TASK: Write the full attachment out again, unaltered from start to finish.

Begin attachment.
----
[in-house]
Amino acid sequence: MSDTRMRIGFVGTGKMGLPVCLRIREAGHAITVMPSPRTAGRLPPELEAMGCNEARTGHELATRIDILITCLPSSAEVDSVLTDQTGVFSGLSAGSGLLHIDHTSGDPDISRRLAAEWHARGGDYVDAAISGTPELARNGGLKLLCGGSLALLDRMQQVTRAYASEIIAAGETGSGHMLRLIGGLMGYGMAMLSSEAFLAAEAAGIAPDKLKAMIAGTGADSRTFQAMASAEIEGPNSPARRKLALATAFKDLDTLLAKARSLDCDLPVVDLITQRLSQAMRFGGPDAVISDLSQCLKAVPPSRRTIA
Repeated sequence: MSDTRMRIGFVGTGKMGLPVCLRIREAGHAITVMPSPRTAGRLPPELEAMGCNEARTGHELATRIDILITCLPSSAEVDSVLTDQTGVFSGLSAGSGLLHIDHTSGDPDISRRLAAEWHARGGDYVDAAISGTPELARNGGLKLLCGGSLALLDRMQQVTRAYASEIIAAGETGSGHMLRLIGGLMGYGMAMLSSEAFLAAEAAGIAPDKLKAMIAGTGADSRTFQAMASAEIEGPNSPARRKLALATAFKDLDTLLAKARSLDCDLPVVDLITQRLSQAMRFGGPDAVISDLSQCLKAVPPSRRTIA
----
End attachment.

[in-house]
Amino acid sequence: MSDTRMRIGFVGTGKMGLPVCLRIREAGHAITVMPSPRTAGRLPPELEAMGCNEARTGHELATRIDILITCLPSSAEVDSVLTDQTGVFSGLSAGSGLLHIDHTSGDPDISRRLAAEWHARGGDYVDAAISGTPELARNGGLKLLCGGSLALLDRMQQVTRAYASEIIAAGETGSGHMLRLIGGLMGYGMAMLSSEAFLAAEAAGIAPDKLKAMIAGTGADSRTFQAMASAEIEGPNSPARRKLALATAFKDLDTLLAKARSLDCDLPVVDLITQRLSQAMRFGGPDAVISDLSQCLKAVPPSRRTIA
Repeated sequence: MSDTRMRIGFVGTGKMGLPVCLRIREAGHAITVMPSPRTAGRLPPELEAMGCNEARTGHELATRIDILITCLPSSAEVDSVLTDQTGVFSGLSAGSGLLHIDHTSGDPDISRRLAAEWHARGGDYVDAAISGTPELARNGGLKLLCGGSLALLDRMQQVTRAYASEIIAAGETGSGHMLRLIGGLMGYGMAMLSSEAFLAAEAAGIAPDKLKAMIAGTGADSRTFQAMASAEIEGPNSPARRKLALATAFKDLDTLLAKARSLDCDLPVVDLITQRLSQAMRFGGPDAVISDLSQCLKAVPPSRRTIA